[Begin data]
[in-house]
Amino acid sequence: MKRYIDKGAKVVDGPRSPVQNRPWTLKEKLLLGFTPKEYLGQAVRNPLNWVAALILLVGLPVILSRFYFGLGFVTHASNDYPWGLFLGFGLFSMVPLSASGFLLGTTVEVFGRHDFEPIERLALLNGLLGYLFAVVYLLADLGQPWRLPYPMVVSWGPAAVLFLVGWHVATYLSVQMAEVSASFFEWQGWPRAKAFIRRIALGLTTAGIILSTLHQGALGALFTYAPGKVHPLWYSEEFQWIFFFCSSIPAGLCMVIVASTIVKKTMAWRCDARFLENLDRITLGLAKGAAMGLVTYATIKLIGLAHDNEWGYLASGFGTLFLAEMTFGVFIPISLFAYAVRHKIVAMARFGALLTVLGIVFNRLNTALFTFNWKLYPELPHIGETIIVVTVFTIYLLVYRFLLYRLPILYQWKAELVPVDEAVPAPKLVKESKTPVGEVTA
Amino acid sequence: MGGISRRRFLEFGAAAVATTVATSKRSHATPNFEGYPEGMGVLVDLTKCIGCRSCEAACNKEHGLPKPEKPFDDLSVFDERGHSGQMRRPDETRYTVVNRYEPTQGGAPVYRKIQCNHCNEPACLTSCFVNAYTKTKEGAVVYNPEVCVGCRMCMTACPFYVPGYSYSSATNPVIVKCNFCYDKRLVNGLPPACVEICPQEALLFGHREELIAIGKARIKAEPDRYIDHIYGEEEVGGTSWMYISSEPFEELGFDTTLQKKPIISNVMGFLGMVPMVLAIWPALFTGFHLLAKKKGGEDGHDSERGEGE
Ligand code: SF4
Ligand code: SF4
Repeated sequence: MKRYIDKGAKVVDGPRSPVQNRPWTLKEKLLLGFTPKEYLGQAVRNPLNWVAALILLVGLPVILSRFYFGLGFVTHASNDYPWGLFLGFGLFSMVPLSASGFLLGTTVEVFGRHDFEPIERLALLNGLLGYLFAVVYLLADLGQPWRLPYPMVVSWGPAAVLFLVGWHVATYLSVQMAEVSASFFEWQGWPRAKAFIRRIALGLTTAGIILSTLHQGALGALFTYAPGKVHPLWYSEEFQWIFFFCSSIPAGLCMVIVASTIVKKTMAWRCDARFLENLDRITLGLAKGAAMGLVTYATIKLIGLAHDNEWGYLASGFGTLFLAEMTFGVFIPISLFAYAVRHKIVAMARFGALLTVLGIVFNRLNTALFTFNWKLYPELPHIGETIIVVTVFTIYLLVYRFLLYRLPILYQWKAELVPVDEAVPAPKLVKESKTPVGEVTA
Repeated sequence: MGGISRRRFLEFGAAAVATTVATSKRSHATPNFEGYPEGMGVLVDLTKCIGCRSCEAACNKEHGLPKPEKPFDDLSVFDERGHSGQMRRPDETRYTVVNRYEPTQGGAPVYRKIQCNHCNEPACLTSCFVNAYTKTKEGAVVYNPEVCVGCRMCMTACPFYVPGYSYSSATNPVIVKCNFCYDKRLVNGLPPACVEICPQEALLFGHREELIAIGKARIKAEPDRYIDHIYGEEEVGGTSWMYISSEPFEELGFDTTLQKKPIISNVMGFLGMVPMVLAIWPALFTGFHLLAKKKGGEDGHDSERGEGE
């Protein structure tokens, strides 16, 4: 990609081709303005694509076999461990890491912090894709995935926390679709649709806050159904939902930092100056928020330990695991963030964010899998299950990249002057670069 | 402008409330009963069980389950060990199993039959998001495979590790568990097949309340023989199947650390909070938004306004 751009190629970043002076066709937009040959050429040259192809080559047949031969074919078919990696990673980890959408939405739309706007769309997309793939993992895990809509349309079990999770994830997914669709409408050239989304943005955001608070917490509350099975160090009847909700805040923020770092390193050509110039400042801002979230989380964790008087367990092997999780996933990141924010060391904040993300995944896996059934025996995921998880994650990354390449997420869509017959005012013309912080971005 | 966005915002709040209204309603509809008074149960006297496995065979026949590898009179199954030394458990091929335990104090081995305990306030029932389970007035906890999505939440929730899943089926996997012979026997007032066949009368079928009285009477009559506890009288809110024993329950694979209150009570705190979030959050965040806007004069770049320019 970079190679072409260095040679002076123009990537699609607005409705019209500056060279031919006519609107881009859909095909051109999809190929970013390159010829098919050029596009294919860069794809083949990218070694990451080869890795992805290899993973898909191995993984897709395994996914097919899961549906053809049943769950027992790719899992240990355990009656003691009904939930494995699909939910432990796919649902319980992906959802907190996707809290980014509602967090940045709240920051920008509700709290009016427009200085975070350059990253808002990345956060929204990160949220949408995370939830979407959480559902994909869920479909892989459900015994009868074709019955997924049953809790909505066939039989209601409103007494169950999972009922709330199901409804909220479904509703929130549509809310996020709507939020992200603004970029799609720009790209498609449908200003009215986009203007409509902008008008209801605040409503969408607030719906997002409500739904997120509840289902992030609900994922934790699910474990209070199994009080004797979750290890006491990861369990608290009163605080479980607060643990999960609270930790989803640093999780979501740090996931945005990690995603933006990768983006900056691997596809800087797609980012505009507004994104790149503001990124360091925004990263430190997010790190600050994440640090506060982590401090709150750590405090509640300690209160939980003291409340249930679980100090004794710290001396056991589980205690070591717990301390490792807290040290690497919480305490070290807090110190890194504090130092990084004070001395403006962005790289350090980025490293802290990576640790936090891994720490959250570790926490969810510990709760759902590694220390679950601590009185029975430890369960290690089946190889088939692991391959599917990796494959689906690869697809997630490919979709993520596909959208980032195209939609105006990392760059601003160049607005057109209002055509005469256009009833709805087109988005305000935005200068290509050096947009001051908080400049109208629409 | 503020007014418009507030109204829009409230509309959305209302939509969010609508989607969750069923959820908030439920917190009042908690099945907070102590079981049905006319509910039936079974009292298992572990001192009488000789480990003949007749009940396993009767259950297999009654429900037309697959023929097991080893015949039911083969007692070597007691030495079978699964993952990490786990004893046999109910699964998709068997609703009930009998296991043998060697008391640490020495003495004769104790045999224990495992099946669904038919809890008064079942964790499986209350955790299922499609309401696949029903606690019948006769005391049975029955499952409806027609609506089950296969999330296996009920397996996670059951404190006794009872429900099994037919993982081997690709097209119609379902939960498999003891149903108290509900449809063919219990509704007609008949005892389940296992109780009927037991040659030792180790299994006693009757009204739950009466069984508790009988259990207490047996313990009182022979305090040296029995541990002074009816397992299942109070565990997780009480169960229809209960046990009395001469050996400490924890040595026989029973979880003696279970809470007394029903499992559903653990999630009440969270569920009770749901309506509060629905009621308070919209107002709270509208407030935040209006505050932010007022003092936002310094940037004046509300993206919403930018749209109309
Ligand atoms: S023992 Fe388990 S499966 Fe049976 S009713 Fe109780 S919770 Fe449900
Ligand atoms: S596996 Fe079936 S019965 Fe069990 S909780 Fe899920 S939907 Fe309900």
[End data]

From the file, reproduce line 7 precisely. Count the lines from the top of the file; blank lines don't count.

Repeated sequence: MGGISRRRFLEFGAAAVATTVATSKRSHATPNFEGYPEGMGVLVDLTKCIGCRSCEAACNKEHGLPKPEKPFDDLSVFDERGHSGQMRRPDETRYTVVNRYEPTQGGAPVYRKIQCNHCNEPACLTSCFVNAYTKTKEGAVVYNPEVCVGCRMCMTACPFYVPGYSYSSATNPVIVKCNFCYDKRLVNGLPPACVEICPQEALLFGHREELIAIGKARIKAEPDRYIDHIYGEEEVGGTSWMYISSEPFEELGFDTTLQKKPIISNVMGFLGMVPMVLAIWPALFTGFHLLAKKKGGEDGHDSERGEGE